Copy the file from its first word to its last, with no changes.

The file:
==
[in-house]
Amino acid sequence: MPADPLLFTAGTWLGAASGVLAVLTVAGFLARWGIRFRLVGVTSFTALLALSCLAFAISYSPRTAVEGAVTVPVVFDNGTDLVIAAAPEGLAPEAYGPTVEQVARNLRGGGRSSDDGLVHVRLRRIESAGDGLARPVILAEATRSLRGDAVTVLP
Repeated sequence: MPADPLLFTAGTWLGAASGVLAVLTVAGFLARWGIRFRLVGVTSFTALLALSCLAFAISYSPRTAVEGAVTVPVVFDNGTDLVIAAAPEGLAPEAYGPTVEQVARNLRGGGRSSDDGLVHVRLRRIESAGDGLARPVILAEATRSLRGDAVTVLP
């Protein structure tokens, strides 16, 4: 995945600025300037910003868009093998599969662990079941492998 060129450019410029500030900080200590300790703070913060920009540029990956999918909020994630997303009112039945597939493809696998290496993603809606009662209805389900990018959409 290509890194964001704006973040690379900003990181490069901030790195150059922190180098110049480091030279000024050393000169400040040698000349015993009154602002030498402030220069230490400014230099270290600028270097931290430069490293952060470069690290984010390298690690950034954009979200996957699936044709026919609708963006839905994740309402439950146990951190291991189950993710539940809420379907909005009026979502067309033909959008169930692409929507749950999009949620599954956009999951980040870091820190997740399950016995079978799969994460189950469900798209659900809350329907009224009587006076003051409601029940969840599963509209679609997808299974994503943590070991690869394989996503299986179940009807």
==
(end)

[in-house]
Amino acid sequence: MPADPLLFTAGTWLGAASGVLAVLTVAGFLARWGIRFRLVGVTSFTALLALSCLAFAISYSPRTAVEGAVTVPVVFDNGTDLVIAAAPEGLAPEAYGPTVEQVARNLRGGGRSSDDGLVHVRLRRIESAGDGLARPVILAEATRSLRGDAVTVLP
Repeated sequence: MPADPLLFTAGTWLGAASGVLAVLTVAGFLARWGIRFRLVGVTSFTALLALSCLAFAISYSPRTAVEGAVTVPVVFDNGTDLVIAAAPEGLAPEAYGPTVEQVARNLRGGGRSSDDGLVHVRLRRIESAGDGLARPVILAEATRSLRGDAVTVLP
């Protein structure tokens, strides 16, 4: 995945600025300037910003868009093998599969662990079941492998 060129450019410029500030900080200590300790703070913060920009540029990956999918909020994630997303009112039945597939493809696998290496993603809606009662209805389900990018959409 290509890194964001704006973040690379900003990181490069901030790195150059922190180098110049480091030279000024050393000169400040040698000349015993009154602002030498402030220069230490400014230099270290600028270097931290430069490293952060470069690290984010390298690690950034954009979200996957699936044709026919609708963006839905994740309402439950146990951190291991189950993710539940809420379907909005009026979502067309033909959008169930692409929507749950999009949620599954956009999951980040870091820190997740399950016995079978799969994460189950469900798209659900809350329907009224009587006076003051409601029940969840599963509209679609997808299974994503943590070991690869394989996503299986179940009807």